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Ron Miller's Solution for Four Buttons on One Analogue Pin

Gareth Halfacree

Ron Miller's single-line one-dimensional games console

Arduino users are, typically, blessed by an embarrassment of inputs and outputs. The Arduino Uno, by far the most popular model, packs a whopping 14 digital input-output pins and a further six analogue inputs, and for those who find that too restrictive the Arduino Mega increases this to 54 digital and 16 analogue pins. Sometimes, though, a project becomes complex enough that you run out - or perhaps you're building around an ATtiny or other Arduino-compatible chip with far fewer user-accessible pins.

There are a number of methods to resolving a lack for pins, including shift registers and charlieplexing, but maker Ron Miller's latest project showcases one that is very clever indeed: reading four button inputs on a single analogue pin. At this point, the more experienced Arduino user will likely be shouting at the screen that this is nothing particularly special - until, that is, we point out that Ron's solution allows for full N-key rollover, or the ability to press multiple buttons simultaneously.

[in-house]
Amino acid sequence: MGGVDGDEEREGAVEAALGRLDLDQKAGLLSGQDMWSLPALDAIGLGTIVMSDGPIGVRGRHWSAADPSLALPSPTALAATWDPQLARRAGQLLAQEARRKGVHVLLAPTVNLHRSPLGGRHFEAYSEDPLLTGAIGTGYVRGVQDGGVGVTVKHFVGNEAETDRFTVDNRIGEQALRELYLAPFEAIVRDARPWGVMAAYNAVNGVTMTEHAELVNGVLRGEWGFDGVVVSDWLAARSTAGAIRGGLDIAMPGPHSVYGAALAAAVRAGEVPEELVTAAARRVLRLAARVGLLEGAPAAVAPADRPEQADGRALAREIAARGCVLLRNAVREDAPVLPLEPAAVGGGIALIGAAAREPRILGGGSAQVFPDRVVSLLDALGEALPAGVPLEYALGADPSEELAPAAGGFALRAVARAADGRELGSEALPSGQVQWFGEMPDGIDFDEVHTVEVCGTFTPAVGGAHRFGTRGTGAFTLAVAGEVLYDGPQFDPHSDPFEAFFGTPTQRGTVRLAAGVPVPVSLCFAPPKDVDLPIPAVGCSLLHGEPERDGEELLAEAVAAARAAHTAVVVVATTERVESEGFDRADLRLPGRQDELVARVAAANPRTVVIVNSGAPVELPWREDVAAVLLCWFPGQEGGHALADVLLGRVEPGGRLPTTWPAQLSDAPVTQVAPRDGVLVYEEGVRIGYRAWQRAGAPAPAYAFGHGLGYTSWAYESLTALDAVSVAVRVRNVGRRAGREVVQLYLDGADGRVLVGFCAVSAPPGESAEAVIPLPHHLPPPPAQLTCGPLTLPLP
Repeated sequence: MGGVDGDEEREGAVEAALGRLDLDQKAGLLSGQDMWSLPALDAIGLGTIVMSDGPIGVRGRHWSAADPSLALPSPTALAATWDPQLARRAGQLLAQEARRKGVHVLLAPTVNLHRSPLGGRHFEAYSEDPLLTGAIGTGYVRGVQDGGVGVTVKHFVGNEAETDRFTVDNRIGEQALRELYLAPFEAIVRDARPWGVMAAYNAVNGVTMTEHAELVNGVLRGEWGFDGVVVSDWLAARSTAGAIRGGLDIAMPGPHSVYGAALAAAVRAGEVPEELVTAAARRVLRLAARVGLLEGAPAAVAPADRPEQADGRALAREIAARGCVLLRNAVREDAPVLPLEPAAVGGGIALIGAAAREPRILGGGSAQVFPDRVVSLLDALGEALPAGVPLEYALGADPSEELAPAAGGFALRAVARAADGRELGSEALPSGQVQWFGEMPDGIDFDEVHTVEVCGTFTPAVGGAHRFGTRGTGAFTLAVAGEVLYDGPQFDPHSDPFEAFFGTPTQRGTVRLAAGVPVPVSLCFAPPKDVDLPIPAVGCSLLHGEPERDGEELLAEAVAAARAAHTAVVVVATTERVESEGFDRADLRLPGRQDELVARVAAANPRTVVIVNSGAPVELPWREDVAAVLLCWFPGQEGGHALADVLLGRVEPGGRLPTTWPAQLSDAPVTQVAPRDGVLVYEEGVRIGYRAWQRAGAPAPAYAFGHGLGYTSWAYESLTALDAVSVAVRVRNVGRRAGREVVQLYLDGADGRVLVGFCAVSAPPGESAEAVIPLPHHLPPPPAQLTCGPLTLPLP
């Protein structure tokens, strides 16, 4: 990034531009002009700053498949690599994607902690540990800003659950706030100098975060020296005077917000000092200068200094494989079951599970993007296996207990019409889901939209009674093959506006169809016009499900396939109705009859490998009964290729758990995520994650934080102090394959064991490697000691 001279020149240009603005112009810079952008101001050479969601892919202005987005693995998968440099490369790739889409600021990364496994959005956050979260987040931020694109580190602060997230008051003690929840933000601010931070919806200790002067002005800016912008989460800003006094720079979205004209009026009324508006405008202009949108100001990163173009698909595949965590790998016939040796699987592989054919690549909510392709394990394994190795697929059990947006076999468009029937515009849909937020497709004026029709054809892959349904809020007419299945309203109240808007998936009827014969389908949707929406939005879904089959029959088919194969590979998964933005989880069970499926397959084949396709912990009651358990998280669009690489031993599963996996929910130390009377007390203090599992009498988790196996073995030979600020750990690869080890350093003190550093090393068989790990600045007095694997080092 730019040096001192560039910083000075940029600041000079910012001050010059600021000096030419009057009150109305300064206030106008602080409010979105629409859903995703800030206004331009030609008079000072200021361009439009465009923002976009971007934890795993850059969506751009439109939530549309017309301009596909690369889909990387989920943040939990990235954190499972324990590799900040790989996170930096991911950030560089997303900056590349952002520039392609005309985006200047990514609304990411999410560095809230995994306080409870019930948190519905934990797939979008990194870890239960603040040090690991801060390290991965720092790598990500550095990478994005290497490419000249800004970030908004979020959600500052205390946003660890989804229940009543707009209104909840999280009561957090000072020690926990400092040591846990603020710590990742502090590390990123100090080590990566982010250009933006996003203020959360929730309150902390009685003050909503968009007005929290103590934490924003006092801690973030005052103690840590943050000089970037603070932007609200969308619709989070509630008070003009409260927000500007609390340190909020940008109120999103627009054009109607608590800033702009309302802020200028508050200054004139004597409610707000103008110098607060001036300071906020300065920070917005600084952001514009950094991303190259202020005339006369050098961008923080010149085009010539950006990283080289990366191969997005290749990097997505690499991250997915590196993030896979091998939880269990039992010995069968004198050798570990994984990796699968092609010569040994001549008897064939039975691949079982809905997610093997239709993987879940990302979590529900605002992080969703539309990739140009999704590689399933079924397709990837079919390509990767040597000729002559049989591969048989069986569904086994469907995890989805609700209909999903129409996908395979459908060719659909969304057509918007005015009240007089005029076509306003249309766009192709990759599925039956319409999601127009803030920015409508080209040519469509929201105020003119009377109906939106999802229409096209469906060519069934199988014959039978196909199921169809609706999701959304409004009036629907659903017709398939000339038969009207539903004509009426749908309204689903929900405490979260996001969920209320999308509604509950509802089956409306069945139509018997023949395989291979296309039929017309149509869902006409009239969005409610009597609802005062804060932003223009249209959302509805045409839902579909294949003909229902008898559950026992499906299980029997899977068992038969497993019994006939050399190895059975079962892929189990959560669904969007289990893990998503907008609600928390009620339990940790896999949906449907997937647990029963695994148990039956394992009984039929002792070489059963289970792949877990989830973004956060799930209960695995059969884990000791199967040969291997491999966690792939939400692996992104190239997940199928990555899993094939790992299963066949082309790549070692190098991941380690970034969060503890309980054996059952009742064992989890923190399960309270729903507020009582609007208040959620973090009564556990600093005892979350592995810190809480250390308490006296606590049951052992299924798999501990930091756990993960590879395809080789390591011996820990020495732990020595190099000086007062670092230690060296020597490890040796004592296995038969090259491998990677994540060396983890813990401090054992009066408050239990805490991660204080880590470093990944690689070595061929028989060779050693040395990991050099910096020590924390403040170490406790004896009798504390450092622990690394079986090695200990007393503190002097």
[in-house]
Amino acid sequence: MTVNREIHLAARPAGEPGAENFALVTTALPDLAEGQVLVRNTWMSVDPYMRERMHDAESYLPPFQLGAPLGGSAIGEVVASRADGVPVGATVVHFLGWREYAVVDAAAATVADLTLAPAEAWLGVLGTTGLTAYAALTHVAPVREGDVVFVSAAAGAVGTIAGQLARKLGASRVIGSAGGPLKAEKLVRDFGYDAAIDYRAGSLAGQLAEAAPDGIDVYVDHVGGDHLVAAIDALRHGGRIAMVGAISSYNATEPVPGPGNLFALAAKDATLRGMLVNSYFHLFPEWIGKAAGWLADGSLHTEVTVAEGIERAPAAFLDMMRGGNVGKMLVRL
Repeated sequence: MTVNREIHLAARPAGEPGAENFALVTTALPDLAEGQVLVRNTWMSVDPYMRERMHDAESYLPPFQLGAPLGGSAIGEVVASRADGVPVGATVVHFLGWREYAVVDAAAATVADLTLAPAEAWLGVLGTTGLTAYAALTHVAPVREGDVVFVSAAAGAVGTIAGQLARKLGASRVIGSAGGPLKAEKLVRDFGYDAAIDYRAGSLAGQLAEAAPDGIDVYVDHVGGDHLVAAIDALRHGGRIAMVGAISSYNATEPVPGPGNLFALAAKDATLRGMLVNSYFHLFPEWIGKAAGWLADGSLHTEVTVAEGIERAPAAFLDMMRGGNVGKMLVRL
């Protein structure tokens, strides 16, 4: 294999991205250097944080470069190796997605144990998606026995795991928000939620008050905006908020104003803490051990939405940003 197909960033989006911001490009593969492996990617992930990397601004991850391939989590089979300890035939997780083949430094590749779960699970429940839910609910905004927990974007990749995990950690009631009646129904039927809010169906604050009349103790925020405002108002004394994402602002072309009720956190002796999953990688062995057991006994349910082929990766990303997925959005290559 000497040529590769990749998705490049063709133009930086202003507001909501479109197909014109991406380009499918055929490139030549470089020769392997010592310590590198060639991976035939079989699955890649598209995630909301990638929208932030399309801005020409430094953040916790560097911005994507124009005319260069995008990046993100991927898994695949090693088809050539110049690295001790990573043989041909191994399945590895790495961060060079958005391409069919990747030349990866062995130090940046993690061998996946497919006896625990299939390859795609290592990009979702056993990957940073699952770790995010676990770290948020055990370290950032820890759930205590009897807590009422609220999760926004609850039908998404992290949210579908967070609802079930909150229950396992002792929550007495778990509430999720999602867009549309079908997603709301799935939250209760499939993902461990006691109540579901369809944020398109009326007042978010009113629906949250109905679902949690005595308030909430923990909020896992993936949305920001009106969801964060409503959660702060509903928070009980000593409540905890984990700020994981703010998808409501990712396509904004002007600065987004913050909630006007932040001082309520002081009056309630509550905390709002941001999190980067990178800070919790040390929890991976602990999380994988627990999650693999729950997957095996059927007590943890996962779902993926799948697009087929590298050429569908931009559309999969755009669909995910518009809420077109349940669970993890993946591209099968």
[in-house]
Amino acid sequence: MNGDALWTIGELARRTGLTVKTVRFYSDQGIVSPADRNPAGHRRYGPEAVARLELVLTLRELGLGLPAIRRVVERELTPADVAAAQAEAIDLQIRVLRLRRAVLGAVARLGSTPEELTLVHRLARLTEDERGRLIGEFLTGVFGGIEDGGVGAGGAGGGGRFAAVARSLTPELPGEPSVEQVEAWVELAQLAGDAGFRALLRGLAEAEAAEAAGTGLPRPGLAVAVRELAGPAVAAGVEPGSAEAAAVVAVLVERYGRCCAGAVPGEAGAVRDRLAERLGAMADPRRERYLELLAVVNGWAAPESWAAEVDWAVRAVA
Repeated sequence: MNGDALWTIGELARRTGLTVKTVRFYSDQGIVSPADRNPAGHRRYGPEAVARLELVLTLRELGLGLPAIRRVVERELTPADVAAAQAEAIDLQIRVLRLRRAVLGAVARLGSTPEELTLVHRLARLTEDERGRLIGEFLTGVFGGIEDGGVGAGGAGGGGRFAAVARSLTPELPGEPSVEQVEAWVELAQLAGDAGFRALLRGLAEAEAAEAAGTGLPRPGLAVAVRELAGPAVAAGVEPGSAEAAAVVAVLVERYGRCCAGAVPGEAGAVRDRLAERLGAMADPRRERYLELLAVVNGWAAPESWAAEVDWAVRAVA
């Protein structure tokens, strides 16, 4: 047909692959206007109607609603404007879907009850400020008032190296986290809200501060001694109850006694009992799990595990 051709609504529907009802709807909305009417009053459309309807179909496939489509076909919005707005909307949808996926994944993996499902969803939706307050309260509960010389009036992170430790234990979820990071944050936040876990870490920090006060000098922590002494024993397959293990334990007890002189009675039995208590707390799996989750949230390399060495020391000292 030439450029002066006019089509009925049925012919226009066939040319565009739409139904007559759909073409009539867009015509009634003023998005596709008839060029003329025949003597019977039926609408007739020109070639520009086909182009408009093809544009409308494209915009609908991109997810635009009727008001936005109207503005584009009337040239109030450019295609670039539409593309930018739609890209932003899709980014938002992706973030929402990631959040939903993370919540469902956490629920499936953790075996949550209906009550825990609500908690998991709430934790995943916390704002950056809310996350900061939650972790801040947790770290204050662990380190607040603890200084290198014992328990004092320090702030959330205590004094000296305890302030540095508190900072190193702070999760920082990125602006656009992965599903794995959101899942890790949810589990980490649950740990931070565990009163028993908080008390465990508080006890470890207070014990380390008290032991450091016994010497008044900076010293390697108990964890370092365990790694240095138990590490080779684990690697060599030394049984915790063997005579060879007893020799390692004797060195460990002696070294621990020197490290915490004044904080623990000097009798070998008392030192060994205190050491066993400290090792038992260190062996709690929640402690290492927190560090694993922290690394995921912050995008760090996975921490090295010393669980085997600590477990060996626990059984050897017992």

Traditional row-scanning, used for keypads and keyboards for decades, requires at least two inputs and falls down when it comes to simultaneous button presses. Depending on how the feature is implemented, you're either limited to single key presses or a small number of keys sharing rows or columns. Ron's method, by contrast, uses what he calls a "double-Y configuration" of buttons and resistors, such that the resistance is unique for each possible combination of buttons. With a unique resistance to each combination, the analogue pin reads a different voltage; with that knowledge, it's simple to interpret any combination of key presses.

Ron's implementation of the double-Y button scanning system demonstrates its capabilities in a single-dimension 'line' game of his own creation. While its complexities don't scale well for larger numbers of buttons, if you need a cheap and easy way to read up to four button combinations into your next sketch you would do well to check out his Instructable and play around with the provided code.

This Instructable focuses on using one analogue input line for multiple buttons which can be detected independent of each other. Here with what I call a Double-Y configuration of four buttons & resistors, you can reliably discern any single, double, even triple or all four buttons being pressed.


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